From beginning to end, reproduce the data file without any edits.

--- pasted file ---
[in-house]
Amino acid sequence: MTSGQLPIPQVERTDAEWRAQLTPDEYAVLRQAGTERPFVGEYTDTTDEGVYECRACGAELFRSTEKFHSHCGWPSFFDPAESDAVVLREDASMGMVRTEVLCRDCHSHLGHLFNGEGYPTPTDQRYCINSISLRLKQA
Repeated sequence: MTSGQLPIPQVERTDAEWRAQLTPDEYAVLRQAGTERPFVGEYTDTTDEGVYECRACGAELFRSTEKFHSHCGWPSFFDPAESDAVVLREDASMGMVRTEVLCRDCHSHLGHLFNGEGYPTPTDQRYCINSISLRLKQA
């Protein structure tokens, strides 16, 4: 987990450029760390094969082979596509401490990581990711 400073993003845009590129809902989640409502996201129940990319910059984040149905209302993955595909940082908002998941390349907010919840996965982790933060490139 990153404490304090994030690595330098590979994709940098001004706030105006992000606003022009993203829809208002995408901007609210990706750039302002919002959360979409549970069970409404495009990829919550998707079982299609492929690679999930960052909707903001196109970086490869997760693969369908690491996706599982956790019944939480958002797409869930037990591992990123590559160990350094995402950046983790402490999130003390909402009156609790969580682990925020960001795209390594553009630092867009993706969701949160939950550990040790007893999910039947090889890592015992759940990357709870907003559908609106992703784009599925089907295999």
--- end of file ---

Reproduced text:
[in-house]
Amino acid sequence: MTSGQLPIPQVERTDAEWRAQLTPDEYAVLRQAGTERPFVGEYTDTTDEGVYECRACGAELFRSTEKFHSHCGWPSFFDPAESDAVVLREDASMGMVRTEVLCRDCHSHLGHLFNGEGYPTPTDQRYCINSISLRLKQA
Repeated sequence: MTSGQLPIPQVERTDAEWRAQLTPDEYAVLRQAGTERPFVGEYTDTTDEGVYECRACGAELFRSTEKFHSHCGWPSFFDPAESDAVVLREDASMGMVRTEVLCRDCHSHLGHLFNGEGYPTPTDQRYCINSISLRLKQA
């Protein structure tokens, strides 16, 4: 987990450029760390094969082979596509401490990581990711 400073993003845009590129809902989640409502996201129940990319910059984040149905209302993955595909940082908002998941390349907010919840996965982790933060490139 990153404490304090994030690595330098590979994709940098001004706030105006992000606003022009993203829809208002995408901007609210990706750039302002919002959360979409549970069970409404495009990829919550998707079982299609492929690679999930960052909707903001196109970086490869997760693969369908690491996706599982956790019944939480958002797409869930037990591992990123590559160990350094995402950046983790402490999130003390909402009156609790969580682990925020960001795209390594553009630092867009993706969701949160939950550990040790007893999910039947090889890592015992759940990357709870907003559908609106992703784009599925089907295999």